Pierre Van Paassen, To Number Our Days (1964). This book is an autobiography written by a noted Dutch journalist. In Chapter 6, “Short Stand in Dixieland,” Van Paassen reveals that in 1922, while briefly serving as a reporter for The Atlanta Constitution, he conducted his own investigation of the Leo Frank case, reading the documents and evidence at the courthouse. He found that Mary Phagan “had been bitten on the left shoulder and neck before being strangled,” and that “photos of the teeth marks on her body did not correspond with Leo Frank’s set of teeth of which several photos were included.” He was, however, denied permission to write any articles about the Frank case.
Frederic Cople Jaher (ed.), The Age of Industrialism in America (1968). Chapter 12, entitled “Atlanta in the Progressive Era: A Dreyfus Affair in Georgia,” is authored by Leonard Dinnerstein and examines the Leo Frank case in light of early 20th Century industrial development in the American South.
Steven Hertzberg, Strangers Within the Gate City: The Jews of Atlanta, 1845-1915 (1978). Chapter 9, “The Leo Frank Case,” examines the Frank case (which the author notes “was far more than a judicial proceeding”) in depth and describes the case as “perhaps the most lurid manifestation of anti-Semitism in American history.”
Clement Charlton Moseley, “The Case of Leo M. Frank,” 51 Ga. Hist. Q. 42 (1967) Although dated and marred by a few factual errors, this article by a distinguished history professor remains the best single short account of the Frank case ever published in a scholarly journal. “The lynching of Leo Frank,” Moseley concludes, “was the consummation of a vast modern tragedy. The most tragic figure was not the murdered Jew but the figure of justice and the shame of a State… The entire inglorious episode of the crime against the Jew… may be summed up in three words – politics, prejudice, and perjury.”
Eugene Levy, “‘Is the Jew a White Man?’ Press Reaction to the Leo Frank Case, 1913-1915,” 35 Phylon 212 (1974) This article by a history professor examines editorials about the Leo Frank case which appeared in the Jewish press or in African-American newspapers. According to Levy, many Jewish newspapers looked at the case as simply another chapter in this history of anti-Semitism, with some depicting Jim Conley as a “black brute” or “depraved Negro.” On the other hand, many African-American editors, Levy asserts, tended to sympathize with Jim Conley, warning that “whites were again looking for a black scapegoat.”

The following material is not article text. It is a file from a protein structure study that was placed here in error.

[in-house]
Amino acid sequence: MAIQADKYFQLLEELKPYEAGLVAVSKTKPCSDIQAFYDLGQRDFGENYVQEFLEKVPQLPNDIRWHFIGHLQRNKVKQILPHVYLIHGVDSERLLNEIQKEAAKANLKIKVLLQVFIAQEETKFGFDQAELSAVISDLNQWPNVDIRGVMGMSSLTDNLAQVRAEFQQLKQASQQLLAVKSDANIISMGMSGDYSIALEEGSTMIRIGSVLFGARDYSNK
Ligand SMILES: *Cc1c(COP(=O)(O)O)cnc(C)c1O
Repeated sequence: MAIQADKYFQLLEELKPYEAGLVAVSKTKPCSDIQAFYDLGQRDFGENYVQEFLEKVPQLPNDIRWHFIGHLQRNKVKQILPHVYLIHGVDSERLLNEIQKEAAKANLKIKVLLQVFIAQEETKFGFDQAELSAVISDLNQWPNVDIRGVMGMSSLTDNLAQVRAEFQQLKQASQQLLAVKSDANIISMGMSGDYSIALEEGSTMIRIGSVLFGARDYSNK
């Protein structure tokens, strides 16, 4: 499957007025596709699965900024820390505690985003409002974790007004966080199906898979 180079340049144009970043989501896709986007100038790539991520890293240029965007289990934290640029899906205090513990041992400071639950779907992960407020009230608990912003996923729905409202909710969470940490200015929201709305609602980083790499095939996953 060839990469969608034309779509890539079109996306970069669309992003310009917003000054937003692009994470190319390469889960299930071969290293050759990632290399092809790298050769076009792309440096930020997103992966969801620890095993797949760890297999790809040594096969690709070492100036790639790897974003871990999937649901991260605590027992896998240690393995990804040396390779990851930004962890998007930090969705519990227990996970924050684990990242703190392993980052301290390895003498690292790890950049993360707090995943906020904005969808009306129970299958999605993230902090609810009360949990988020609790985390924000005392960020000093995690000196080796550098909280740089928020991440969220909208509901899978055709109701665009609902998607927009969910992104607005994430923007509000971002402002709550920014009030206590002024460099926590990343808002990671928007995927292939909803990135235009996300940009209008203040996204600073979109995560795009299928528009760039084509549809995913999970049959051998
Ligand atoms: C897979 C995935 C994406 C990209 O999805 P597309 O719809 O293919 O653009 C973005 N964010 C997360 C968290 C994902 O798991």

Steve Oney, “The Lynching of Leo Frank,” 104 Esquire 90 (Sept. 1985) An earlier account of Frank’s murder, written by the author of And the Dead Shall Rise.
Nancy MacLean, “The Leo Frank Case Reconsidered: Gender and Sexual Politics in the Making of Reactionary Populism,” 78 J. Am. Hist. 917 (1991) This scholarly article by a history professor examines the Leo Frank case insofar as it was “a spectacular instance of a pattern of political mobilization best described as reactionary populism” – the anti-elitism that is characteristic of populism and that sometimes “garners mass support for a political agenda that enforces the subordination of whole groups of people.”
Leonard Dinnerstein, “The Fate of Leo Frank,” 47 American Heritage 99 (Oct. 1996) This article by Prof. Dinnerstein is the finest short article on the Leo Frank case ever published.
Stephen J. Goldfarb, “Framed,” 47 American Heritage 109 (Oct. 1996) This article, by an Atlanta librarian, shows that there was a secret conspiracy between prosecutor Hugh Dorsey and Pinkerton’s detective Harry Scott (second in command of Pinkerton’s Atlanta branch office) to convict Leo Frank, even though the Pinkerton detective agency had been hired by Frank’s employer to assist Frank in his defense and was supposed to be on Frank’s side. The article also proves “the malign role played by the prosecutor, Hugh Dorsey,” by adducing evidence which “strongly suggests that Dorsey urged witnesses to embellish their testimony, even lie under oath, to build a case against Frank.”
Steve Oney, “And the Dead Shall Rise,” 83 Georgia Magazine 38 (Mar. 2004) In this little article Oney discusses aspects of his 17-year project researching and writing about the murder of Mary Phagan, the criminal proceedings against Leo Frank, and Frank’s infamous lynching. The Leo Frank case is, he says, “one of the most complex and incendiary episodes in Georgia’s past and the nation’s.” He also “declare[s] [his] belief in Frank’s innocence and the state’s culpability in his lynching.”